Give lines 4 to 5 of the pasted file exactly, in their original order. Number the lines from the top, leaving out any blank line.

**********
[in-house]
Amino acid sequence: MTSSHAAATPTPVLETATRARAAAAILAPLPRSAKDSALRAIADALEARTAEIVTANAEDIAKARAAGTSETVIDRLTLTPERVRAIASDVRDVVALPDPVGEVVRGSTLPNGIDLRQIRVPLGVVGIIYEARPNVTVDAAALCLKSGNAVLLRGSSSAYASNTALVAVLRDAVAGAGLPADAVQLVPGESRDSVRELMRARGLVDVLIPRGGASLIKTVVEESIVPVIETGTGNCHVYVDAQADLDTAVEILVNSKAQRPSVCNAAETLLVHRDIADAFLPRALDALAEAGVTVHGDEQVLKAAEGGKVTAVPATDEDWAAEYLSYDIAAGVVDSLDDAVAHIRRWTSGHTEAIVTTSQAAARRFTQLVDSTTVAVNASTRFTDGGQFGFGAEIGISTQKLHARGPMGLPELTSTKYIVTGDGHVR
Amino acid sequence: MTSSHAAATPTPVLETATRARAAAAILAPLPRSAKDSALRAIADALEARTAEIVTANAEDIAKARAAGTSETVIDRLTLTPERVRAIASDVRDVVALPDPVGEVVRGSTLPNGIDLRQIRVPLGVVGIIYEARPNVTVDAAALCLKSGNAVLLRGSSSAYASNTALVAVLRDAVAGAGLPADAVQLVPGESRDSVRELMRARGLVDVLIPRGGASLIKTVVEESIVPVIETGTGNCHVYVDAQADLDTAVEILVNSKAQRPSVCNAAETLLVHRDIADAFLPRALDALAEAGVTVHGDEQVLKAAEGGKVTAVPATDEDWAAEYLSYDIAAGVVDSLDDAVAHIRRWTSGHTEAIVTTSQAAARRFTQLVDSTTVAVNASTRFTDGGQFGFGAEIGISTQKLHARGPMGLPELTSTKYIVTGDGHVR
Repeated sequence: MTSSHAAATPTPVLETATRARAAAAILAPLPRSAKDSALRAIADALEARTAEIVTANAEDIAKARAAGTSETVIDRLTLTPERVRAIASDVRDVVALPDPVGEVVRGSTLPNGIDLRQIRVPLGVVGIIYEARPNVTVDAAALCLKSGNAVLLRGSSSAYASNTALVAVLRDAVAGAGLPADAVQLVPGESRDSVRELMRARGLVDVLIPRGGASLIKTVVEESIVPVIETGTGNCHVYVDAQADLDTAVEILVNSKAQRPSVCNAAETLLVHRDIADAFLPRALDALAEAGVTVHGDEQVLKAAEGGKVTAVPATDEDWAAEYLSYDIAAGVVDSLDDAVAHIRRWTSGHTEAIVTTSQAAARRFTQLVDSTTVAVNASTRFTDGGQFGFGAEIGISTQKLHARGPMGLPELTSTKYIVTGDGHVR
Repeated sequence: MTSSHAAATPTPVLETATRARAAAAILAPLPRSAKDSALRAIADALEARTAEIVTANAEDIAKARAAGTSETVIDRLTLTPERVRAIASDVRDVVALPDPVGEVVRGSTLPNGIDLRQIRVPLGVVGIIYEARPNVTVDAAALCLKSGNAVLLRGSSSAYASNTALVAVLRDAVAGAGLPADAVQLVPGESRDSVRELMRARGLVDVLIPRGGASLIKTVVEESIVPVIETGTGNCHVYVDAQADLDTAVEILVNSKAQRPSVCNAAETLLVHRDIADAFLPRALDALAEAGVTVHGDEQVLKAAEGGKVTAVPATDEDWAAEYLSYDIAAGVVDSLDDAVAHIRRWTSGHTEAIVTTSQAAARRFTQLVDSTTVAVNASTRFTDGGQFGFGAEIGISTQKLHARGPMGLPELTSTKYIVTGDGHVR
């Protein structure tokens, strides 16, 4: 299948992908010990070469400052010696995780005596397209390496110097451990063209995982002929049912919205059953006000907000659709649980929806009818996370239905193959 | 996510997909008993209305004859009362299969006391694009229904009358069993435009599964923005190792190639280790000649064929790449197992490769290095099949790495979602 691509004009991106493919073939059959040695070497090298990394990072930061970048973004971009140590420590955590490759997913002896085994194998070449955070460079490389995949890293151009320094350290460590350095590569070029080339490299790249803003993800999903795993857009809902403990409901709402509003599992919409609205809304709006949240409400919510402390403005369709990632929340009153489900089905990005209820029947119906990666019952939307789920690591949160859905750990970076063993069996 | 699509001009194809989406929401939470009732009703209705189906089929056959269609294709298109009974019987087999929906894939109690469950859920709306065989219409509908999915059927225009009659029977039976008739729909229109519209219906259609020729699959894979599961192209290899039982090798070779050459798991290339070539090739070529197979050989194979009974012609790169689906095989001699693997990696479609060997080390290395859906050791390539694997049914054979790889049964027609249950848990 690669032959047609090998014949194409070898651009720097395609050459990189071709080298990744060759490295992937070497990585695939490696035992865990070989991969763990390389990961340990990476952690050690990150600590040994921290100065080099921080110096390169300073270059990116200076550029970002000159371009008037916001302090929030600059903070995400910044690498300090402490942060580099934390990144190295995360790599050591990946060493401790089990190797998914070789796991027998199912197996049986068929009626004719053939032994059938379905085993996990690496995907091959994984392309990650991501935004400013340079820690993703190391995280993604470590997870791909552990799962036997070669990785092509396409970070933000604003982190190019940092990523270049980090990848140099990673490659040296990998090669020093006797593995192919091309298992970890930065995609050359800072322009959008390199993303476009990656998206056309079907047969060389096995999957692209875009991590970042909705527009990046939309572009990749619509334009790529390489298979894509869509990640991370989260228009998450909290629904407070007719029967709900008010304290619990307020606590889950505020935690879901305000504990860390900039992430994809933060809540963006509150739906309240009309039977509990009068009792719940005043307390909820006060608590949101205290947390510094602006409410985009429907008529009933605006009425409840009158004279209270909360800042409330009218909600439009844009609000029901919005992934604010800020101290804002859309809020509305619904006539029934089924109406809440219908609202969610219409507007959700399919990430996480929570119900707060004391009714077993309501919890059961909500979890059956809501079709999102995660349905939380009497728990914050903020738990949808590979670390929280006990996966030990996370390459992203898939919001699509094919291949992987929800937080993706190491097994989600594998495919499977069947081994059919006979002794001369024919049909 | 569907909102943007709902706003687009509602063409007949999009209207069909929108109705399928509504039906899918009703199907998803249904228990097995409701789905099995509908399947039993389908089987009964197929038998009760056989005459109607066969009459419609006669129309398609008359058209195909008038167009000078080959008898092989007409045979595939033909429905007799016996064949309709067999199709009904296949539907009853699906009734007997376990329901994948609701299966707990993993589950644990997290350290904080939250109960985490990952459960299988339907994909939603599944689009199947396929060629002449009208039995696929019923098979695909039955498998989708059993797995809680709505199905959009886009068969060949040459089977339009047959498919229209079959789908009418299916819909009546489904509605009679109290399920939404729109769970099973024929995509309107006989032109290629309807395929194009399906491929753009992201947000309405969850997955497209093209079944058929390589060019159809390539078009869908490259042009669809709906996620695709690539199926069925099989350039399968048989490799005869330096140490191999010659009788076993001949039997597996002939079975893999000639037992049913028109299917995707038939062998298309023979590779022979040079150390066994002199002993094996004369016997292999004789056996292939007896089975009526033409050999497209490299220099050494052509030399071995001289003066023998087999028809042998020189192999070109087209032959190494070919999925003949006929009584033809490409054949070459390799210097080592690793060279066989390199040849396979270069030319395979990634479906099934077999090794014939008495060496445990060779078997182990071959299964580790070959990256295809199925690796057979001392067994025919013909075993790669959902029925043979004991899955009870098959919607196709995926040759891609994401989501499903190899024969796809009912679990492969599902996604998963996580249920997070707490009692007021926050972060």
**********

Repeated sequence: MTSSHAAATPTPVLETATRARAAAAILAPLPRSAKDSALRAIADALEARTAEIVTANAEDIAKARAAGTSETVIDRLTLTPERVRAIASDVRDVVALPDPVGEVVRGSTLPNGIDLRQIRVPLGVVGIIYEARPNVTVDAAALCLKSGNAVLLRGSSSAYASNTALVAVLRDAVAGAGLPADAVQLVPGESRDSVRELMRARGLVDVLIPRGGASLIKTVVEESIVPVIETGTGNCHVYVDAQADLDTAVEILVNSKAQRPSVCNAAETLLVHRDIADAFLPRALDALAEAGVTVHGDEQVLKAAEGGKVTAVPATDEDWAAEYLSYDIAAGVVDSLDDAVAHIRRWTSGHTEAIVTTSQAAARRFTQLVDSTTVAVNASTRFTDGGQFGFGAEIGISTQKLHARGPMGLPELTSTKYIVTGDGHVR
Repeated sequence: MTSSHAAATPTPVLETATRARAAAAILAPLPRSAKDSALRAIADALEARTAEIVTANAEDIAKARAAGTSETVIDRLTLTPERVRAIASDVRDVVALPDPVGEVVRGSTLPNGIDLRQIRVPLGVVGIIYEARPNVTVDAAALCLKSGNAVLLRGSSSAYASNTALVAVLRDAVAGAGLPADAVQLVPGESRDSVRELMRARGLVDVLIPRGGASLIKTVVEESIVPVIETGTGNCHVYVDAQADLDTAVEILVNSKAQRPSVCNAAETLLVHRDIADAFLPRALDALAEAGVTVHGDEQVLKAAEGGKVTAVPATDEDWAAEYLSYDIAAGVVDSLDDAVAHIRRWTSGHTEAIVTTSQAAARRFTQLVDSTTVAVNASTRFTDGGQFGFGAEIGISTQKLHARGPMGLPELTSTKYIVTGDGHVR